Louis Armstrong's home is one of the sites listed on Google's Black history virtual tour
In honor of Black History Month, Google has put together a list of places celebrating Black heritage and culture. Clicking on the bold, highlighted link will take one to the Google Street View to take a virtual tour of the sights. Cruise along the historic Albina district in North Portland or visit the Jimi Hendrix statue at Broadway and Pine St.in Seattle.
In addition to Northwest Black History landmarks, there is also a virtual tour for national landmarks. Clicking through the links reveals the historic music venue, the Apollo Theatre which hosted “Showtime at the Apollo and launched the careers of Billie Holiday, Sammy Davis, Jr. and the Jackson 5.
You can also see the historic site of Monroe Elementary School which is a memorial named for the Brown vs Board of Education Supreme Court decision that ended racial segregation in public schools.
Northwest Black History places:
1. Northwest African American Museum: Established in 2008, in The Northwest African American Museum serves to present and preserve the connections between the Pacific Northwest and people of African descent and investigate and celebrate Black experiences in America through exhibitions, programs and events. Address: 2300 S. Massachusetts Street, Seattle, WA 98144
2. The Albina District: The historic heart of Portland’s African American community, civic institutions such as the Urban League of Portland and the Portland Trail Blazers Boys and Girls Club call this district home. Address: Albina district of North and Northeast Portland.
3. Oregon Supreme Court: In 1853, the Supreme Court was the setting for the Holmes v. Ford case, which freed a slave family and reaffirmed that slavery was illegal in the Oregon Territory. Address: 1163 State Street, Salem, OR 97301
4. Fort Lawton Historic District, Discovery Park: This former army base served as a point of embarkation during World War II, but its connection to African American heritage goes back to the early 20th century. Starting in 1909, the base was home to the 25th Infantry Regiment, one of four all-Black regiments in the U.S. military. These were known as "Buffalo Soldiers," a name conferred to the troops by Native Americans of the Great Plains. Address: 3801 Discovery Park Blvd, Seattle, WA 98199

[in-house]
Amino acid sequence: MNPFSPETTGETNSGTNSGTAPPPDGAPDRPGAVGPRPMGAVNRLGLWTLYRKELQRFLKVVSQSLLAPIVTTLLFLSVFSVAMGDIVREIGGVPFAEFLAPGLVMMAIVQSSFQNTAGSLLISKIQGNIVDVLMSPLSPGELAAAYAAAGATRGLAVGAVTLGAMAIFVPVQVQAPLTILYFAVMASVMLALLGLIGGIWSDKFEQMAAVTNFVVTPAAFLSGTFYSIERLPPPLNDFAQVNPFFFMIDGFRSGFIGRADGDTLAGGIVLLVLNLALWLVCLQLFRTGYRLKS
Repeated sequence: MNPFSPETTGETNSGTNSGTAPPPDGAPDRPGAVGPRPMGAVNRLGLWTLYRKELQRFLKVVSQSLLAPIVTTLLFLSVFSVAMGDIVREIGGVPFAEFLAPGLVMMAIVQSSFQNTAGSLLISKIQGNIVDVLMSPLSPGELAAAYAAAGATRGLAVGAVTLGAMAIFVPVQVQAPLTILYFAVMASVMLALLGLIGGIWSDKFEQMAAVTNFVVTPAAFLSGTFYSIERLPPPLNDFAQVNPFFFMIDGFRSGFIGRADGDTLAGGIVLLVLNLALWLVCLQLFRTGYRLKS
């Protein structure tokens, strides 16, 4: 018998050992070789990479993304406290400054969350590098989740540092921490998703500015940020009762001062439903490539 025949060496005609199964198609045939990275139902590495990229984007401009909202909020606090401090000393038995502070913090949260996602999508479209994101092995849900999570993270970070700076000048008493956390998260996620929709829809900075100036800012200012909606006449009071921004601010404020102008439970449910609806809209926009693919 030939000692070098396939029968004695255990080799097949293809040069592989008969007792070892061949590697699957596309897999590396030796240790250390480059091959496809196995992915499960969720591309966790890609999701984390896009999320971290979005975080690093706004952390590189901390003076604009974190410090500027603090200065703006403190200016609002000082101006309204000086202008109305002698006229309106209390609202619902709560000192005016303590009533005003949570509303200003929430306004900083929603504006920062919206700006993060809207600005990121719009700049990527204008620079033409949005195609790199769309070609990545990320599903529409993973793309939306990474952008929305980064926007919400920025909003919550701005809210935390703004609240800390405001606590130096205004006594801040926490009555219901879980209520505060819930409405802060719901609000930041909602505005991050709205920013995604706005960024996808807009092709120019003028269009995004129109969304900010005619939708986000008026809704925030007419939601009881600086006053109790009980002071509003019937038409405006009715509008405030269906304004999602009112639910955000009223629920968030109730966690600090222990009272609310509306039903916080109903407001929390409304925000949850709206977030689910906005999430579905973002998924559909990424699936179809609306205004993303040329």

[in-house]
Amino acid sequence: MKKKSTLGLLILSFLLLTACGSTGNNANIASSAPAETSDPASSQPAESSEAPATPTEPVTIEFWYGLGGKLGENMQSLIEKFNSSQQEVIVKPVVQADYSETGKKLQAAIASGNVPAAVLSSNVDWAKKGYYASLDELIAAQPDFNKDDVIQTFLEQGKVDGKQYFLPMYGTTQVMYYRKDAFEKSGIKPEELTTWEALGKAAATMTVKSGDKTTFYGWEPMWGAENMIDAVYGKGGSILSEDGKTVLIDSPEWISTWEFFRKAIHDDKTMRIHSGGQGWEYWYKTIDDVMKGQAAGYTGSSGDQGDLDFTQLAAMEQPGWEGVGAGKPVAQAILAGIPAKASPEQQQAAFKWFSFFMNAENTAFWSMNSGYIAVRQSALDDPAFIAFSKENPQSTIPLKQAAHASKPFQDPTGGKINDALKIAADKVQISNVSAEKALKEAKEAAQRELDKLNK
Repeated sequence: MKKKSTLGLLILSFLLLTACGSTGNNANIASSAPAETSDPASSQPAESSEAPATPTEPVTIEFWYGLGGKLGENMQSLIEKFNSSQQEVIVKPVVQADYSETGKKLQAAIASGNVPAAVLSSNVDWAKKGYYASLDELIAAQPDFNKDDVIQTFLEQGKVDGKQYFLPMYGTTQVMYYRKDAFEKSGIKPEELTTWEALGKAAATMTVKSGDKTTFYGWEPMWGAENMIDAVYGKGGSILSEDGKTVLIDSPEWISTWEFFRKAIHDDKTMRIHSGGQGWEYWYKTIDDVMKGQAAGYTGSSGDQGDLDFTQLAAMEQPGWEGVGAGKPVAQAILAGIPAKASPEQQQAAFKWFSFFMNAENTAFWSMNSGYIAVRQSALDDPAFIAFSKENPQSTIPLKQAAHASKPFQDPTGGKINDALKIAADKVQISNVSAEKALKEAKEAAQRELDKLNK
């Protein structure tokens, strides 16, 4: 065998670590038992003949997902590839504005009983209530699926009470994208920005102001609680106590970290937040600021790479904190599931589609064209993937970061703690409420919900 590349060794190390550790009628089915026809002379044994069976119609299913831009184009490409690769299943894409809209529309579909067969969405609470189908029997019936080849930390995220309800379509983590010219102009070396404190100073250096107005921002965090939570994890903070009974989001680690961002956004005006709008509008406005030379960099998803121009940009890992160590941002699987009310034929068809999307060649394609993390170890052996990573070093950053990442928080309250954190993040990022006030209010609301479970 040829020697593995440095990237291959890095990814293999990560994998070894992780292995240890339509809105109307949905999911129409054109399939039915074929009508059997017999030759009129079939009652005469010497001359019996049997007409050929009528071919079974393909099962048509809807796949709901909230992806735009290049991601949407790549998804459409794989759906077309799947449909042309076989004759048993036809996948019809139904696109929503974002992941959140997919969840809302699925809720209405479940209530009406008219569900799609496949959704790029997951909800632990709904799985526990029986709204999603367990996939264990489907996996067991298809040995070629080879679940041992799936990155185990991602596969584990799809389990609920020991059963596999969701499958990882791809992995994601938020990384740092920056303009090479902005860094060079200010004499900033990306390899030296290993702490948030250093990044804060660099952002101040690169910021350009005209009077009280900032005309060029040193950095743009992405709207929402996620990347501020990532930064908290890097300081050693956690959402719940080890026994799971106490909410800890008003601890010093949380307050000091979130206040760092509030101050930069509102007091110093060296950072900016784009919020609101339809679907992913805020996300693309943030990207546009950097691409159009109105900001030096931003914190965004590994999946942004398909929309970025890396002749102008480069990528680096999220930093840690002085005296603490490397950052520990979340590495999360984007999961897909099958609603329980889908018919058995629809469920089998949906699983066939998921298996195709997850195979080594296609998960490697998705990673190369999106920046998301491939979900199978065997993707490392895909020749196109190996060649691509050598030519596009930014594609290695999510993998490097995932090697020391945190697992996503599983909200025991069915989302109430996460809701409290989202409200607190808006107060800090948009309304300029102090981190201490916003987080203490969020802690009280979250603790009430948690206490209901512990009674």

5. Jimi Hendrix Statue: A monument to the Pacific Northwest’s first rockstar, a life-size bronze sculpture called "The Electric Lady Studio Guitar" by artist Daryl Smith depicts Jimi Hendrix playing a Stratocaster. Address: Broadway & Pine St, Seattle, WA 98127
National Black History places:
1. Martin Luther King Memorial: A memorial for Martin Luther King, Jr., featuring a 30-foot statue of the Civil Rights leader carved into the Stone of Hope. Address: 1964 Independence Avenue Southwest, Washington, DC 20024.
2. Little Rock Central High School: Historic site and school of the “Little Rock Nine,” or the students whose persistence in integrating the high school in 1950s garnered national attention. Address: 2120 West Daisy L Gatson Bates Drive, Little Rock, AR 72202.
4. 16th Street Baptist Church: Former Civil Rights movement meeting place and the target of a racially motivated bombing by the KKK that killed four girls in 1963. Address: 1530 6th Avenue North, Birmingham, AL 35203.
5. Madame Walker Theater: A U.S. National Historic Landmark whose development was initiated by Madame C.J. Walker, America’s first self-made millionaire, prior to her death. Address: 617 Indiana Avenue, Indianapolis, IN 46202.
6. Brown vs. Board of Education Historic Site: The site of Monroe Elementary School, which was named a national historic site to commemorate the Supreme Court decision ending racial segregation in public schools. Address: 1515 Southeast Monroe Street, Topeka, KS 66612.
8. Mary McLeod Bethune Council House: This was first headquarters of the National Council of Negro Women, and Bethune’s home from 1943 to 1949. Address: 1318 Vermont Avenue Northwest, Washington, DC 20005.